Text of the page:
Then there's the split infinitive, the cardinal sin everyone loves to really hate. Trying too hard to keep an infinitive intact can lead to sentences like this one in a 2003 wire story: "Secretary of State Colin Powell said Iraq failed totally to account for its weapons of mass destruction." (Powell was saying Iraq's accounting was incomplete.) Move totally too far afield, Walsh says, "and the sentence sounds like the work of a thirteen-year-old Valley girl ('Iraq, like, totally failed to account for the weapons!')." Walsh also says that notre is sounds "stilted," as does it is hoped that for hopefully, and recommends a response to complaints about your sentence fragments: "So what?"

So although Walsh identifies himself as a curmudgeon, you might call his approach compassionate prescriptivism, or at least flexible fussiness. And while many of his examples come from journalism, he has good advice for anyone looking to stay out of the SIC! …

The rest of this article is only available to active members of Questia

Sign up now for a free, 1-day trial and receive full access to:

  • Questia's entire collection
  • Automatic bibliography creation
  • More helpful research tools like notes, citations, and highlights
  • Ad-free environment

Already a member? Log in now.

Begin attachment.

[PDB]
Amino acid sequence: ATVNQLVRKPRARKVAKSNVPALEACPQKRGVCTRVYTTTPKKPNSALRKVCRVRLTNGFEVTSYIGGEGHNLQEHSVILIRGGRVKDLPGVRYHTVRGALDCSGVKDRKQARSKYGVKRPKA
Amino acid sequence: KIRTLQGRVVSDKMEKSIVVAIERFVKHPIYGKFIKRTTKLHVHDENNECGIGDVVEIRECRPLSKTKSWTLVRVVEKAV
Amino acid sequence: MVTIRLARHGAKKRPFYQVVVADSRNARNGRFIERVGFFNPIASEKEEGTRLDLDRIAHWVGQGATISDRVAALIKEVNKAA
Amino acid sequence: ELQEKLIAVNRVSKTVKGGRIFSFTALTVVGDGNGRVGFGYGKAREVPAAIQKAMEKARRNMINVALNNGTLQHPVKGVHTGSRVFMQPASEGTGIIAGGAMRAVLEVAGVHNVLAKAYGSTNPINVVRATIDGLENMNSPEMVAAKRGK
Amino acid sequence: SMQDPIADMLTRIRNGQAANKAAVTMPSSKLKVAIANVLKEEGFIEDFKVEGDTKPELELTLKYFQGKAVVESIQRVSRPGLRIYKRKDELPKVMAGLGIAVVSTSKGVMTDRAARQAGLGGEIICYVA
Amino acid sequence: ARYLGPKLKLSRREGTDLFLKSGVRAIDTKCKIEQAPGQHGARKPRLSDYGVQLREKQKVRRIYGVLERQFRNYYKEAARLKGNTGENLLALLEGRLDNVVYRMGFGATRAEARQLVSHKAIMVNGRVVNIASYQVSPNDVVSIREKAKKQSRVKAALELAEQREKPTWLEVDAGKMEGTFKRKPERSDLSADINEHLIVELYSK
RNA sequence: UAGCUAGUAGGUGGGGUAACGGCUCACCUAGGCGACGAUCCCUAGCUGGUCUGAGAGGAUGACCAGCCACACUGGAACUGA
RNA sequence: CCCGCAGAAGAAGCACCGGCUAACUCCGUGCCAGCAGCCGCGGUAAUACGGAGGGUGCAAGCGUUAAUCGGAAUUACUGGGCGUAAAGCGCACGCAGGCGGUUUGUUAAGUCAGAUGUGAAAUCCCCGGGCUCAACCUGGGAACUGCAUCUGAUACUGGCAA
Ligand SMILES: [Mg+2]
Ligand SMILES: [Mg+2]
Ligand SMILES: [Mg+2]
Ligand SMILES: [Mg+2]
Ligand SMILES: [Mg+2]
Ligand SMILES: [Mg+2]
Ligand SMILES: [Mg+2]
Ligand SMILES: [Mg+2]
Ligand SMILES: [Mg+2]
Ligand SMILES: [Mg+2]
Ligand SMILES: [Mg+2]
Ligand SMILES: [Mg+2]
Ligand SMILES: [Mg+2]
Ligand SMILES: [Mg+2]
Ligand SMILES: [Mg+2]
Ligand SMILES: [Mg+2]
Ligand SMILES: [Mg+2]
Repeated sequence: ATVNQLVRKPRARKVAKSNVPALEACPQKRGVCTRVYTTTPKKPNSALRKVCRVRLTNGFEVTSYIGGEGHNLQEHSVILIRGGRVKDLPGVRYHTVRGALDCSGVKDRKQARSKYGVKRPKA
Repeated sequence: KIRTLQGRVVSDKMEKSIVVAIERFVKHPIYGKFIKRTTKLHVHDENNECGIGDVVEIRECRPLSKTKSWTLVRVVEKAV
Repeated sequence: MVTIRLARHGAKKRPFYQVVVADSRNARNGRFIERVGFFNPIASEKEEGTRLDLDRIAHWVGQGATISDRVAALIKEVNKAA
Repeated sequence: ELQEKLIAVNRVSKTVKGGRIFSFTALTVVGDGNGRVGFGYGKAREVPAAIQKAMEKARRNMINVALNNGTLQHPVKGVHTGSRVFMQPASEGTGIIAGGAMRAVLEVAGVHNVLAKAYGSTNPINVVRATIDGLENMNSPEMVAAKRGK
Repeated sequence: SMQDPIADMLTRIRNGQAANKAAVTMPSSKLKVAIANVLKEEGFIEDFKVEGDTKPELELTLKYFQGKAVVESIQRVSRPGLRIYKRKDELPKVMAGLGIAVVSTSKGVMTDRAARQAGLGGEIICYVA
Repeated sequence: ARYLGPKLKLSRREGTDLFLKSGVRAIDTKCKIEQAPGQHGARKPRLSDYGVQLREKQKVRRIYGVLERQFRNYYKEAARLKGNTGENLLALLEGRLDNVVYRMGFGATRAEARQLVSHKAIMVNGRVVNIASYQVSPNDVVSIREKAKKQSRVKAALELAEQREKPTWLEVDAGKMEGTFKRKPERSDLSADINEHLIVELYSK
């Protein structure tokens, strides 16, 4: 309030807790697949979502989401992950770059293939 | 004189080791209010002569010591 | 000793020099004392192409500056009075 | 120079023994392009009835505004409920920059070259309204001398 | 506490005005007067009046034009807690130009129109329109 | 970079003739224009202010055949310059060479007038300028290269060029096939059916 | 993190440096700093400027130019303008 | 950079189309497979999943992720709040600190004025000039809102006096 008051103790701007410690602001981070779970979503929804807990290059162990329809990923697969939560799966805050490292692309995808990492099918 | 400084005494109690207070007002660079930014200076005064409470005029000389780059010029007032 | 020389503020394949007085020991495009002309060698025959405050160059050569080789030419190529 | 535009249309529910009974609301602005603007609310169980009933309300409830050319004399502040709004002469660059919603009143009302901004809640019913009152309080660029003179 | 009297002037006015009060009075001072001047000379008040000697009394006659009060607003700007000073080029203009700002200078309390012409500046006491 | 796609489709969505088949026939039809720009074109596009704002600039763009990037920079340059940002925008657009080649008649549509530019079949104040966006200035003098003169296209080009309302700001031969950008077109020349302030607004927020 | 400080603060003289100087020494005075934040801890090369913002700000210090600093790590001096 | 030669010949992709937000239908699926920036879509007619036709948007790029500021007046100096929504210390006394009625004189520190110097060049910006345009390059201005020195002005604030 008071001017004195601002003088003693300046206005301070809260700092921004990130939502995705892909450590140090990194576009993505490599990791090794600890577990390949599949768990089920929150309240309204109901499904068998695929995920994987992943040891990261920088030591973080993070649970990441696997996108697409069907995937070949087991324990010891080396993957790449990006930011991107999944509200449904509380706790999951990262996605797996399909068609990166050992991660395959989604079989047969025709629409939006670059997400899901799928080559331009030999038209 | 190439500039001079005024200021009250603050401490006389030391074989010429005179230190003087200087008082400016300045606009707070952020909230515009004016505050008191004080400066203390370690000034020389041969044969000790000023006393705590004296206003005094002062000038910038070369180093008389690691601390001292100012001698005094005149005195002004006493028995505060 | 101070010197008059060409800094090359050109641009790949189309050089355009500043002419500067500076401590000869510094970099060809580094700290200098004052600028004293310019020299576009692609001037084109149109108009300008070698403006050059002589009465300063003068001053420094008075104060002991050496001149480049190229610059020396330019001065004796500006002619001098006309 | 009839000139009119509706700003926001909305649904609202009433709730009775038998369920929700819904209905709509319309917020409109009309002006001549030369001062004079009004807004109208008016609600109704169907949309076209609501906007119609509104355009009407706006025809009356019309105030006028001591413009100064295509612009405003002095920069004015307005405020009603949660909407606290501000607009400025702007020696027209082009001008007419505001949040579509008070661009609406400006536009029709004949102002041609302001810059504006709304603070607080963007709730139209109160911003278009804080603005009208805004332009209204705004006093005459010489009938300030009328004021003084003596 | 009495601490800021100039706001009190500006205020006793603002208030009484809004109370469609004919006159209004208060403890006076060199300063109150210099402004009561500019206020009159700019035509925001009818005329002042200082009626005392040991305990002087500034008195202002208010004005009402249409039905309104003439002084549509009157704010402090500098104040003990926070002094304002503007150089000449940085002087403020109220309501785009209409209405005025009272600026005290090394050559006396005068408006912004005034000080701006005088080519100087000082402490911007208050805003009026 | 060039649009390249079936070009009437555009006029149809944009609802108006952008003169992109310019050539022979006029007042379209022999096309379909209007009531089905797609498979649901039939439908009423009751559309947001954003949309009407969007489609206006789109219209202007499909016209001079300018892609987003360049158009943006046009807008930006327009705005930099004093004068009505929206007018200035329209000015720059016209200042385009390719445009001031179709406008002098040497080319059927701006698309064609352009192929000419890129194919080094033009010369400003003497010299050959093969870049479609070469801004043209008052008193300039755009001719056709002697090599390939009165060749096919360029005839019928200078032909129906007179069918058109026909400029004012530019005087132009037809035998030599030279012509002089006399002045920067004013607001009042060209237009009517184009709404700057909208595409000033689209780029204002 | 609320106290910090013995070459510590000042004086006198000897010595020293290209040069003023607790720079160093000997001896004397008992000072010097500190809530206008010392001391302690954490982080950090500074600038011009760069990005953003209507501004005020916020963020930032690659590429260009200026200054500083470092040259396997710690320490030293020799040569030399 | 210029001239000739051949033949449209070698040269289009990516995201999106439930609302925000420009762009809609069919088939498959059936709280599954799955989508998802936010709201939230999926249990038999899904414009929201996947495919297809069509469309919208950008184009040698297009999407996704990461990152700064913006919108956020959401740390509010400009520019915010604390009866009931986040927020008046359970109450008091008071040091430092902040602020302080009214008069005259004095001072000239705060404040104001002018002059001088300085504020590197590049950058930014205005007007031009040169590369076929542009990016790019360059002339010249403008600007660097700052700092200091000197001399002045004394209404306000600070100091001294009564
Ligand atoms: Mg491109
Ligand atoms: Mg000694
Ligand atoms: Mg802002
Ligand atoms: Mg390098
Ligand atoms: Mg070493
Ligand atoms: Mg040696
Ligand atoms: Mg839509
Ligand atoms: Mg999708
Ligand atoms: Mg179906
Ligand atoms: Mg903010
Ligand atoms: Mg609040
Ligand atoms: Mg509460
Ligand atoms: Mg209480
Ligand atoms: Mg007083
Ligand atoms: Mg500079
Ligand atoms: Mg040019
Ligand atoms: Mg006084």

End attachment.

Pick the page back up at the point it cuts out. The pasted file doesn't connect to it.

Notes for this article

Add a new note
If you are trying to select text to create highlights or citations, remember that you must now click or tap on the first word, and then click or tap on the last word.
One moment ...
Default project is now your active project.
Project items

Items saved from this article

This article has been saved
Highlights (0)
Some of your highlights are legacy items.

Highlights saved before July 30, 2012 will not be displayed on their respective source pages.

You can easily re-create the highlights by opening the book page or article, selecting the text, and clicking “Highlight.”

Citations (0)
Some of your citations are legacy items.

Any citation created before July 30, 2012 will labeled as a “Cited page.” New citations will be saved as cited passages, pages or articles.

We also added the ability to view new citations from your projects or the book or article where you created them.

Notes (0)
Bookmarks (0)